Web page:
The true cost of a minimum wage

ECONOMIC VIEW; `The TUC's arbitrary level would harm women'
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The Independent Online
Clouds of emotion and ideo-logy obscure the debate about the merits of a minimum wage. This is understandable enough. There is no question that many are being exploited by their employers - the scale goes far beyond Burger King.

There has been, however, little debate about how it would help in practice - and, in particular, who would lose their jobs - if a minimum wage rate was introduced.

A national minimum wage is supposed to help the most exploited workers in our society. The typical low-paid worker is female, often part-time, and concentrated in services rather than manufacturing.

The Trades Union Congress makes much of the fact that two-thirds of those earning less than pounds 2.50 an hour are women, as are almost three-quarters of those earning under pounds 4.

It is is obvious that a higher minimum wage would help these women - if they kept their jobs. But this is a huge caveat in precisely the kinds of work that many low-paid women do.

A child-minder is a good example of the sort of worker that advocates say a minimum wage will benefit.

These women work from home, receive about pounds 2 an hour and have no legal protection. What could be clearer than the strength of their case for relief from poverty and exploitation? A minute's thought shows that legally enforcing a higher hourly rate would be disastrous for them.

Child care is the biggest expense a working parent faces. Paying a child- minder pounds 2 an hour for a full working week costs about pounds 4,000 a year out of the parents' after-tax income. Doubling the rate to pounds 4 an hour - just under the figure the TUC is pushing for - would take child care costs to pounds 8,000.

The second parent to go out to work would need to earn a gross salary of at least pounds 11,000 before she stopped paying for the privilege of entering the labour force. There can be no question that demand for child care would plummet - as would the number of women unable to work outside the home.

This is not a frivolous example. Thousands of women are employed in child care - Britain has more nursery workers than car workers.

The illustration highlights the most important question about a minimum wage, one its advocates rarely address: who will pay? Professor Richard Freeman, a labour market expert at the London School of Economics, raised this question at a seminar held by the Policy Studies Institute earlier this week.

He said: "The people who consume the products or services provided by the low-wage workers will pay. You have got to think about the effect on particular groups of workers."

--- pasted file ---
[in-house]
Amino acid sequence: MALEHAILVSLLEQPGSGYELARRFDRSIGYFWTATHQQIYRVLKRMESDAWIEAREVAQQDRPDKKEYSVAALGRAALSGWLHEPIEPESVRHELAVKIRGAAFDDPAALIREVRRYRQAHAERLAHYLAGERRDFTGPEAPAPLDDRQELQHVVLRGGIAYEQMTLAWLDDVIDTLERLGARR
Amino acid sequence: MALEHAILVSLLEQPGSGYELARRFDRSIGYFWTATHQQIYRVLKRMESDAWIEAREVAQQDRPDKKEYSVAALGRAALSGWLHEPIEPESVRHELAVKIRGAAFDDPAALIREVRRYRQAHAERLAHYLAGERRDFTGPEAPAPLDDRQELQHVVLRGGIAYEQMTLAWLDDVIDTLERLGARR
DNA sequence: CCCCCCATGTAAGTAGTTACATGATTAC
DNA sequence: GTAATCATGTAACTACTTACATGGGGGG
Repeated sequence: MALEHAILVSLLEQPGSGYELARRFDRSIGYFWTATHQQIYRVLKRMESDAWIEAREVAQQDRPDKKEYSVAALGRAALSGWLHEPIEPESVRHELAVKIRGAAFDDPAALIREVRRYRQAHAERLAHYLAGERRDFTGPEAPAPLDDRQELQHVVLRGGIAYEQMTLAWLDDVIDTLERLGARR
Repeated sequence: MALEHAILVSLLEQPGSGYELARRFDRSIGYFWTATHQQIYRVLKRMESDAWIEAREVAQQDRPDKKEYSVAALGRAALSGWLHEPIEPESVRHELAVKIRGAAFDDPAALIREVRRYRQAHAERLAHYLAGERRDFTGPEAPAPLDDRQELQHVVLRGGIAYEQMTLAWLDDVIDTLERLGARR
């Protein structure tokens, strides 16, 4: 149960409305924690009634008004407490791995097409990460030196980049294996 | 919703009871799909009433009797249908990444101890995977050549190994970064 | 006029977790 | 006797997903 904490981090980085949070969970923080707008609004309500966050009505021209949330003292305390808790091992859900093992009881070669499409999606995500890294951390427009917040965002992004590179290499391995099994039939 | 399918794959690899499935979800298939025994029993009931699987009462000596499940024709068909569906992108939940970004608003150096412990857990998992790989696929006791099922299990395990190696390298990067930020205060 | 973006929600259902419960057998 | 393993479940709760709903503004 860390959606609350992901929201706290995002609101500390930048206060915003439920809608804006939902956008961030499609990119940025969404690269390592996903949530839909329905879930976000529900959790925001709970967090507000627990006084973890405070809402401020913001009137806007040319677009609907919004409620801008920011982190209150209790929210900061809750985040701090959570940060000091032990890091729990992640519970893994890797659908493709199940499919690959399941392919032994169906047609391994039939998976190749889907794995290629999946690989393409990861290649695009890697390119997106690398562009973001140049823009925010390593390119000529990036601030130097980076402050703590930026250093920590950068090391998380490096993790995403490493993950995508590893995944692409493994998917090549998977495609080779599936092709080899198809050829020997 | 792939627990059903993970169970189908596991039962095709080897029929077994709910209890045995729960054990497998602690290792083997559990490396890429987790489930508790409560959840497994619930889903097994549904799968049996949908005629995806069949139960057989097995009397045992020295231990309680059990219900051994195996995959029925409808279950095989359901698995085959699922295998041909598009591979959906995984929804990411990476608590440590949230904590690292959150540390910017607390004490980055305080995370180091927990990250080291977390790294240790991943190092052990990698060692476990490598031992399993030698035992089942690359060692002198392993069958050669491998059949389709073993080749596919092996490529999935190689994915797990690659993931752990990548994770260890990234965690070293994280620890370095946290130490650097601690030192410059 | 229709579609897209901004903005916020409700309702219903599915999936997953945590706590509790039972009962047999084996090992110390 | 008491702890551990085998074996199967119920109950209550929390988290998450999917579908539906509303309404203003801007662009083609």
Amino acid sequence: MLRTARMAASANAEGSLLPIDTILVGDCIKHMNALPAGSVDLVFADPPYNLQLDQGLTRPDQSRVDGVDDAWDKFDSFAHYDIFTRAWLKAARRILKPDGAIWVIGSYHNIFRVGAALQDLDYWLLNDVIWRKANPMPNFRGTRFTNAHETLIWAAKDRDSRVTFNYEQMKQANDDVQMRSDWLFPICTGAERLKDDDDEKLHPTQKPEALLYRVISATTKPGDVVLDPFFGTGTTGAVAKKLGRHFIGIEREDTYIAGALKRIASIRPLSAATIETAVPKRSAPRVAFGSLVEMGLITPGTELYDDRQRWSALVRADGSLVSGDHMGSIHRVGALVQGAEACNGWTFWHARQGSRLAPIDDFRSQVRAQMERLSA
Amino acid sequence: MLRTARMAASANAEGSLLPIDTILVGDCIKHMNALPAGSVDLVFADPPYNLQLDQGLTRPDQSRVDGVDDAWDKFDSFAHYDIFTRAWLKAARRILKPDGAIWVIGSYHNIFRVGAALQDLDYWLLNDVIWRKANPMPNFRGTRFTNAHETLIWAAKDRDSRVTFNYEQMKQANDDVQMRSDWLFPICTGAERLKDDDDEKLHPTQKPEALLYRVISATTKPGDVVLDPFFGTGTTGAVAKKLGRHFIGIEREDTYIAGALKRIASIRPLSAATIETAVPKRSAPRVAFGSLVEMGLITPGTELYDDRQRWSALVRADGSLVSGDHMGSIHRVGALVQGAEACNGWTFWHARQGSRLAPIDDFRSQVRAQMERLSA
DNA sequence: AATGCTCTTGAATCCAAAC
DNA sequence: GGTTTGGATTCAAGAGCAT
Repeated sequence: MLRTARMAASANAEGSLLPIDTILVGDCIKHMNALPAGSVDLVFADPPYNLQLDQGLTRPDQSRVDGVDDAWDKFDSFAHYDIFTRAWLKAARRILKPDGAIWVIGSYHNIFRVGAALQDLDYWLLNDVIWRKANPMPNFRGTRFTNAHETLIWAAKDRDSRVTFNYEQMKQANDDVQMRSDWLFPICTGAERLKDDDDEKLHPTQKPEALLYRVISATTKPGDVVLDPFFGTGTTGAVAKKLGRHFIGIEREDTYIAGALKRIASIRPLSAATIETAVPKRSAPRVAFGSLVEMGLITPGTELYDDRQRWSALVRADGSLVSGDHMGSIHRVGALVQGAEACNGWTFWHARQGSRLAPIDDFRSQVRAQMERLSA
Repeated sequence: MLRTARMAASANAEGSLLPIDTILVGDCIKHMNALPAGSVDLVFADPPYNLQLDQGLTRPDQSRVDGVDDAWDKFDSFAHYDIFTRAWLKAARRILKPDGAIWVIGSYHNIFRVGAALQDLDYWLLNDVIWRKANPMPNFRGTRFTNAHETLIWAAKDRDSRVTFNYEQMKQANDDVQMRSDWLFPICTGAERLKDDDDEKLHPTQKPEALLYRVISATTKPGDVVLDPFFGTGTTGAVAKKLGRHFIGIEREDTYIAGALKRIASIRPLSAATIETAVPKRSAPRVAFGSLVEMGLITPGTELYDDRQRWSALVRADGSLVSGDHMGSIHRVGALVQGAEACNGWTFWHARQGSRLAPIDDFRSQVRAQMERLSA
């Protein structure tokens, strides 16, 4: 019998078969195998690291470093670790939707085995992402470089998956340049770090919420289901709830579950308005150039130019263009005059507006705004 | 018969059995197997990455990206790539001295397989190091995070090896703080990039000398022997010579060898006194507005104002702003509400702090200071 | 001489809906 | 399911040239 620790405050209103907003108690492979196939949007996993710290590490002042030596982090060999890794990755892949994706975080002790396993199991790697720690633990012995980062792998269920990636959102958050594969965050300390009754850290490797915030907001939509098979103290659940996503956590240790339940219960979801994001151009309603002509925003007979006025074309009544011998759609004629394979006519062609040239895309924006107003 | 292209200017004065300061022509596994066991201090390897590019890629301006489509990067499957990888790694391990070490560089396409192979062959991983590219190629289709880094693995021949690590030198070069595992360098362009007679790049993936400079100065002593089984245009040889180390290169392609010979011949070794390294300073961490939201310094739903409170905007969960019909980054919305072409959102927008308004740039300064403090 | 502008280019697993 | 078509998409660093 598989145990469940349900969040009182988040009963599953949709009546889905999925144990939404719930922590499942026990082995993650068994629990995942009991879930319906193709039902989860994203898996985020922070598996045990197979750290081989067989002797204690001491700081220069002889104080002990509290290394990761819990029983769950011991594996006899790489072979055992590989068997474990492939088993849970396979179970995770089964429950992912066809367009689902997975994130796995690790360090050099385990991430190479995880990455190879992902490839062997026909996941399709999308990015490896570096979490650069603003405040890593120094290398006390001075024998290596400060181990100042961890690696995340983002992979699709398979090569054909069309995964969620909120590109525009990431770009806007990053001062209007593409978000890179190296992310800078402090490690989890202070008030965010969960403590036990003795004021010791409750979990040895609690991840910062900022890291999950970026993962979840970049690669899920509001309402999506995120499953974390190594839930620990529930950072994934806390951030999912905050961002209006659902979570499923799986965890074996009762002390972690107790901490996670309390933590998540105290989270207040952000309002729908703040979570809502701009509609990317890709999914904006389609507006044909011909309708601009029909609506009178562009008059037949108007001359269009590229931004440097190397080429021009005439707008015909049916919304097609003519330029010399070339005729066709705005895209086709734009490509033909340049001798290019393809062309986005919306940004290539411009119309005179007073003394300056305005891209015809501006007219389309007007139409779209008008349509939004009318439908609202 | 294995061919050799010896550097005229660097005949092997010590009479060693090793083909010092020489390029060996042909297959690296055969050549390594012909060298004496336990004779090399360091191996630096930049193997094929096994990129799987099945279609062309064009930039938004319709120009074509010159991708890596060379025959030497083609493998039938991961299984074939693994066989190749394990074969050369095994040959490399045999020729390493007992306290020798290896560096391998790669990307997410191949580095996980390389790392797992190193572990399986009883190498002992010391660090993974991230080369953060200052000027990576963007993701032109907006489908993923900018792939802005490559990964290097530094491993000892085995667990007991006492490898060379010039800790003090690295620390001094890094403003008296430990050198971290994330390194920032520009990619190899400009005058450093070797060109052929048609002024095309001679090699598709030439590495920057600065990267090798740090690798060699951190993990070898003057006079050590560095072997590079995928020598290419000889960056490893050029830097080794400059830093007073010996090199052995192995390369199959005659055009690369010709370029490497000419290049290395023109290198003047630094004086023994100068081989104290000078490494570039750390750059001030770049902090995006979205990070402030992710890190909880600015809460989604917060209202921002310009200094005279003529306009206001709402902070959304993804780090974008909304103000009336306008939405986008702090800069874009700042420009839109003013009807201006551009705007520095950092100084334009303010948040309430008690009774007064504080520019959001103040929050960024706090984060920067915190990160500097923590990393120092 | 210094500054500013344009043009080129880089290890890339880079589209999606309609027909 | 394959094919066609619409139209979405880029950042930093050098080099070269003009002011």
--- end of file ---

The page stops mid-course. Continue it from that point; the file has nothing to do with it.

A minimum wage does not raise pay by magic. It redistributes money. In many cases this will without doubt eliminate jobs if the minimum is set too high. The TUC's arbitrary level of up to pounds 4.15, presented as half the median male wage, would harm women.

It is possible to make some judgements about where an excessive minimum would be harmful. Economic theory suggests that in a fully competitive labour market, a wage set above the market level will cost jobs. But in industries or geographical areas where a firm is the dominant employer - or has what economists call "monopsony power" - introducing a minimum wage above the current level need not cut employment because the firm will be paying workers less than their value to start with.

Estimating where this will apply in real life is a difficult matter, and the empirical evidence on the effect of a minimum wage on jobs is disputed. But there are many cases where employers clearly do not exploit such powers. Services such as child care are one example.

Another is the textiles industry, where many small firms are wide open to overseas competition. The textiles and clothing unions have strong reservations about the effect the TUC's pounds 4.15 would have on women's jobs. Textiles employers would not be able to make customers pay for a higher minimum wage. Their industry is too cut-throat.

These hesitations are supported by an essay in a new volume on the economics of sex discrimination, sponsored by the Equal Opportunities Commission*.

Eithne McLaughlin, a sociologist at Queens' University, Belfast, says a minimum wage should not be set by reference to the historical legacy of male wage rates. Most of the low-paid are not male, and a figure set this way would not take account of their circumstances.

This is not a question of morality. There is nothing fair about the fact that women's pay averages only 70 per cent of men's, or that women are herded into exploitative jobs.

But it is hard to believe that the TUC really wants to further the extreme right-wing agenda of forcing women out of the workforce into the home - which would be the effect of a national minimum wage set arbitrarily at half the typical man's earnings.

* The Economics of Equal Opportunities, ed. Jane Humphries and Jill Rubery, EOC pounds 25.

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